26 December 2007
Reds flowers for the holidays! Part 1 of 2
Given that we're in the Christmas season for another week or so, even though that day is now over, I thought I'd brighten up the airwaves with a post on red flowered plants. Red is a challenging colour to photograph with a digital camera and get accurately; having something to do with the sensors in the camera (but I'm no professional photographer so I won't try to explain it.) My experience has been that I get the most accurate colour if there's not tooooo much bright sunlight around.
Red isn't a colour I use much in the house, in clothing, or, it seems from searching my photo files, in the garden. Perhaps this is because some red flowers are so overused, and badly overused. Instances that spring to mind include the red geraniums or salvia planted out en masse at gas stations, or red tulips (usually paired with bright yellow) planted in platoon-straight ranks. It's not that I don't LIKE red...but it wouldn't be listed as one of my favourite colours.
However, this red tulip above is one that I do like, very much, mostly because it's enhanced in its appeal by being fringed as well as red.
Technically, this tulip could be considered purple and white (and I don't know its name--it's an older file and I don't think from our garden). But I include it to show the range of what DOES get considered as being red by some. And I just love the tulip too, so if you know what it is, please tell us!
Primroses come in some delicious colours, including pure red, but where the red-and-yellow tulip combination makes me cringe, this planting of bicolour primroses makes me happy; it's a nice burst of different colour in the late-spring garden, when many pastels are saturating the world around us.
This is one of my favourite spring-flowering shrubs, the quince, or japonica (Chaenomeles); the redder the flowers, the more I love them. They flower just about the same time as the hummingbirds arrive back here, and I've watched them diving around the flowers looking for nutrients. Mine haven't fruited yet, but they're young, and not large. Some people sneer at these plants as being common; but they're a lovely burst of colour in my world.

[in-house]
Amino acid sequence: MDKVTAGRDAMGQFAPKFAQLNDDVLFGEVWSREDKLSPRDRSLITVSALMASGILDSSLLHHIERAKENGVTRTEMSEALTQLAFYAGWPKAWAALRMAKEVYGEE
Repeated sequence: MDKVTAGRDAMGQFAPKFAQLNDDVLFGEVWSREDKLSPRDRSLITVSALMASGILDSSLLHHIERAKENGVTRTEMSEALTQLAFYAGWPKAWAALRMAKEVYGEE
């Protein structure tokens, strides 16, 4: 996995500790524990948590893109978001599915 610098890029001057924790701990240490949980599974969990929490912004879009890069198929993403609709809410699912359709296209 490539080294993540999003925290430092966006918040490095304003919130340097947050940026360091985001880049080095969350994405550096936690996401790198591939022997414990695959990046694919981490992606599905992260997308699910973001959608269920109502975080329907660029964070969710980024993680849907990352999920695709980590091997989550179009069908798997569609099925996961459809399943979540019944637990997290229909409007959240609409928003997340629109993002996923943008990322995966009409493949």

I need an assistant when I go taking photos; I'm so busy photographing, I don't have time (or hands) to write down the names of every plant, if it IS labeled or the owner knows the name. So I'm not sure which of the newer red azaleas this is...it was at a nursery and next year it will be in my yard!
There's nothing fancy about this simple daylily, but I like its happy red colour. Many of the reds have contrasting throat colours, in orange, green, or yellow.
This is Hemerocallis 'Night Beacon'. I have it paired up with a deep wine-maroon daylily (Disraeli) and the contrast between the two works really well when they're both blooming.
This sweet William dianthus is popular with both butterflies and hummingbirds. And with humans who love its spicy-sweet scent.
We have hundreds, probably thousands, of free-range annual poppies all over our property. While some of them are the large, double, peony or lettuce poppies (Paeonia somniferum, yes, that one but I won't name it lest the plant-nazis come calling), we have plenty of P. rhoeas, corn or field poppy, cultivars splashed around the yard too. To me, poppies invite macro photography or simply macro-looking, to admire their complexities.
While shrub potentillas leave me mostly flat, because they've been overused by lazy landscapers for too many years, the perennial types make me really happy. This is the beautiful Potentilla 'Arc en Ciel', which does come in a dazzling rainbow of red-yellow-orange flower colour shadings. It's a bit tidier than some of the others, which tend to sprawl in ungainly fashion around the bed, but they're all very floriferous and long-blooming, too.
Yarrows are wonderful plants, but they've posed challenges for me in the past because they demand good winter drainage, or else they just won't return. I've solved this (I hope) by planting this Achillea 'Paprika' in a raised bed, where it should have sufficient drainage to entice it to return and perform brilliantly again next year. Or so I hope.
Part of the reason I hope for the 'Paprika' survival is because I have it colour-paired with this rich red helenium, or Helen's flower. I know fellow bloggers are fond of helenium too, and together, hopefully we can spread the good news about this late-summer, easy-growing perennial.
Stay tuned for another post on reds shortly!